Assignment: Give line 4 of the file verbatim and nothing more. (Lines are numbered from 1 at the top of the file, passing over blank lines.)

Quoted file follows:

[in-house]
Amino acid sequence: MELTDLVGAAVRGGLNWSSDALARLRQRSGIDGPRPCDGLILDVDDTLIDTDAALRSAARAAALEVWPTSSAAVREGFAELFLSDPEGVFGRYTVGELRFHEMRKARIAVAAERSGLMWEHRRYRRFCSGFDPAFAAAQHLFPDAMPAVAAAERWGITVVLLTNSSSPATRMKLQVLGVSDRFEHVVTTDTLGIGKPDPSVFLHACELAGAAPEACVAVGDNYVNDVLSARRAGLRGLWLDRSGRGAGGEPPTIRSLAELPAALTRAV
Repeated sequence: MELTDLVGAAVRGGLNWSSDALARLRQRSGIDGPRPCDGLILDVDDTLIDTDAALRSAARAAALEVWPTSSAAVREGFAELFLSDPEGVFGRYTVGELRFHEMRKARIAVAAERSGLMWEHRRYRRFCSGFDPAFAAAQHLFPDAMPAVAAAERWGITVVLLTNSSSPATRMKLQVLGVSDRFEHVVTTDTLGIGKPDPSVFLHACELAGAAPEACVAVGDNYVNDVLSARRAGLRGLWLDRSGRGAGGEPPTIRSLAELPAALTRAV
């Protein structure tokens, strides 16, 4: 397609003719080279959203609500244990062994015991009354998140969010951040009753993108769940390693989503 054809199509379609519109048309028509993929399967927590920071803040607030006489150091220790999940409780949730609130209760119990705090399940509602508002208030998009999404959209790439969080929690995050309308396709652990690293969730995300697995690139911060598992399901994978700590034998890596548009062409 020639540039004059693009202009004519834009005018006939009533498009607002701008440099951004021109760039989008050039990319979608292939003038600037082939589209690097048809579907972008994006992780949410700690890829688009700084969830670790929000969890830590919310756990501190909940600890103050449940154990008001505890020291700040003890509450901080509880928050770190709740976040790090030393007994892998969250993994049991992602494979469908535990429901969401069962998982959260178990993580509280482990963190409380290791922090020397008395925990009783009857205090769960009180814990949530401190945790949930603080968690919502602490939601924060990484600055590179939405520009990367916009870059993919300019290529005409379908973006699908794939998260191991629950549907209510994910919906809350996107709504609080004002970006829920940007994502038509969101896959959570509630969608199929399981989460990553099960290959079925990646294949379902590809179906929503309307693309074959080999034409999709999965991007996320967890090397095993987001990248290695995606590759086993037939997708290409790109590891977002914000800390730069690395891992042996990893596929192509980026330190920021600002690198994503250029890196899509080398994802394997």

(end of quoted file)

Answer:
């Protein structure tokens, strides 16, 4: 397609003719080279959203609500244990062994015991009354998140969010951040009753993108769940390693989503 054809199509379609519109048309028509993929399967927590920071803040607030006489150091220790999940409780949730609130209760119990705090399940509602508002208030998009999404959209790439969080929690995050309308396709652990690293969730995300697995690139911060598992399901994978700590034998890596548009062409 020639540039004059693009202009004519834009005018006939009533498009607002701008440099951004021109760039989008050039990319979608292939003038600037082939589209690097048809579907972008994006992780949410700690890829688009700084969830670790929000969890830590919310756990501190909940600890103050449940154990008001505890020291700040003890509450901080509880928050770190709740976040790090030393007994892998969250993994049991992602494979469908535990429901969401069962998982959260178990993580509280482990963190409380290791922090020397008395925990009783009857205090769960009180814990949530401190945790949930603080968690919502602490939601924060990484600055590179939405520009990367916009870059993919300019290529005409379908973006699908794939998260191991629950549907209510994910919906809350996107709504609080004002970006829920940007994502038509969101896959959570509630969608199929399981989460990553099960290959079925990646294949379902590809179906929503309307693309074959080999034409999709999965991007996320967890090397095993987001990248290695995606590759086993037939997708290409790109590891977002914000800390730069690395891992042996990893596929192509980026330190920021600002690198994503250029890196899509080398994802394997």